The opinion of the court was delivered by: Joe Billy McDADE United States Senior District Judge
This matter is before the Court on Petitioner's Motion for relief from judgment pursuant to Federal Rule of Civil Procedure 60(b)(6). (Doc. 46). For the reasons stated below, the Motion is denied.
Petitioner was convicted by a jury in this Court on August 26, 2002 of kidnapping and using and carrying a firearm during and in relation to a crime of violence. (99-cr-40019). Petitioner appealed his conviction, and the Seventh Circuit affirmed it on October 20, 2003. U.S. v. Sandoval, 347 F.3d 627 (7th Cir. 2003). On September 1, 2004, Petitioner filed a Motion to Vacate, Set Aside or Correct Sentence under 28 U.S.C. § 2255. (Doc. 1). He filed this Motion pro se, but relied on a fellow inmate, Raphael Okoro, to help him draft the petition, as he does not read or speak English. This Motion alleged that Petitioner's trial counsel was ineffective because he failed to call alibi witnesses, that the government violated the Vienna Convention by failing to notify the Mexican Embassy of Petitioner's arrest, that Petitioner's rights to a fair trial were violated under the standard of Schlup v. Delo, 513 U.S. 298, 327 (1995), and that the prosecutor violated the Citizens Protection Act of 1998. (Docs. 1 & 2).
On October 6, 2004, the Court, sua sponte, appointed attorney Donovan Robertson to represent Petitioner, as Okoro's draft of the § 2255 Motion was inadequate. (Doc. 3). After several requests for extensions of time to amend the Motion from Robertson, the Court set a firm deadline of April 28, 2005 for the filing of Petitioner's amended Motion.*fn1 (4/21/05 Text Order). On April 28, 2005, Robertson filed the amended Motion and Memorandum under § 2255. (Docs. 13 & 14). In it, he did not add to the claims made in the original motion drafted by Okoro, and in fact asserted that most of them were baseless. Robertson asserted only a claim that Petitioner, subsequent to the initial § 2255 Motion, requested be considered: that the Court violated Blakely v. U.S. and Booker v. U.S. in increasing the sentence imposed based on factors not presented to the jury or agreed to by Petitioner.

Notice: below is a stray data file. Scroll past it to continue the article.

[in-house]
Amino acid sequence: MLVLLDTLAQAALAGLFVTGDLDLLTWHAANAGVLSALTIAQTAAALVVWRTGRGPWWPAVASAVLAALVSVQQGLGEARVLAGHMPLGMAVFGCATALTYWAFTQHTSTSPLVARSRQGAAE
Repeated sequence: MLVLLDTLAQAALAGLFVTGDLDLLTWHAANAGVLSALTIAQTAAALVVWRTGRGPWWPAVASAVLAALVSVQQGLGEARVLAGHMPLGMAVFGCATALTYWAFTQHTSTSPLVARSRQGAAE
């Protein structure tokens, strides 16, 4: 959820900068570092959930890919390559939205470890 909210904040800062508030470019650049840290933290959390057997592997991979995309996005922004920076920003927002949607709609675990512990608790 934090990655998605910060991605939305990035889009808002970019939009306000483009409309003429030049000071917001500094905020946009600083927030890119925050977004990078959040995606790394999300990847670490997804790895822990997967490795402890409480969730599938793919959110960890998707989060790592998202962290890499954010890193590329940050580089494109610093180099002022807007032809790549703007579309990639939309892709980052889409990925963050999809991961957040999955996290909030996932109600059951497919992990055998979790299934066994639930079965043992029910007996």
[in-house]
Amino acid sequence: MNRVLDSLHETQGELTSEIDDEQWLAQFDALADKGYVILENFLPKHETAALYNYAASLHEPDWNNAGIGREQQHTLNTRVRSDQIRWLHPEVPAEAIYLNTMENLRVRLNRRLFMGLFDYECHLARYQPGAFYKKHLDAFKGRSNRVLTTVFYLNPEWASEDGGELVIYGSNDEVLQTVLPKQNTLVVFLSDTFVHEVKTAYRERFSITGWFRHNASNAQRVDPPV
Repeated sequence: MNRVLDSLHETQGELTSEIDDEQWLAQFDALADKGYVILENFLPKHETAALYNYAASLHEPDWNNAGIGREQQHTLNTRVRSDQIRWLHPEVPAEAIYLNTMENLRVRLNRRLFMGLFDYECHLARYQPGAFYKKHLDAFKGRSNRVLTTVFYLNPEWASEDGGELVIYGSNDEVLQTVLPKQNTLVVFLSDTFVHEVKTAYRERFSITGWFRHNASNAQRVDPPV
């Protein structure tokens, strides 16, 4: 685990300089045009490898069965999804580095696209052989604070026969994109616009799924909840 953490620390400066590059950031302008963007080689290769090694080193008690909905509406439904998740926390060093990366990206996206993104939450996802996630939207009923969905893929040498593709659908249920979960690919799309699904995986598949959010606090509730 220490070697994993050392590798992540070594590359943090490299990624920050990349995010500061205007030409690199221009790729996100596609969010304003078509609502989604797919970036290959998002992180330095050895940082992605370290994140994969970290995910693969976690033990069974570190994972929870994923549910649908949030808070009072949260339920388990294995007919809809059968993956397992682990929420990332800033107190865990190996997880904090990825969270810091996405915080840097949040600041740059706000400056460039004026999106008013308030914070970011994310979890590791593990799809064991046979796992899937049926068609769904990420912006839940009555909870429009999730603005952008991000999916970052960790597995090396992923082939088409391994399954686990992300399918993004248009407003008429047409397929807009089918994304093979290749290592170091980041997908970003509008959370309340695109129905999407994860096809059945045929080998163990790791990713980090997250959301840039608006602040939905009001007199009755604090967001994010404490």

On May 16, 2005, a Motion requesting the Court's recusal and the removal of Robertson was filed, purportedly on Petitioner's behalf. (Doc. 17). Petitioner now asserts that this motion was drafted and filed by Okoro without his knowledge or consent. (Doc. 46 at 6-7). The Court, not realizing that Petitioner did not consent to the motion, granted the request to remove Robertson, ruling that Petitioner would proceed pro se from that point on, and denied the motion for the Court's recusal. (Doc. 18). The Court also construed the request that Robertson's filing be stricken as a request for the reinstatement of the original § 2255 Motion, and so reinstated that original § 2255 Motion.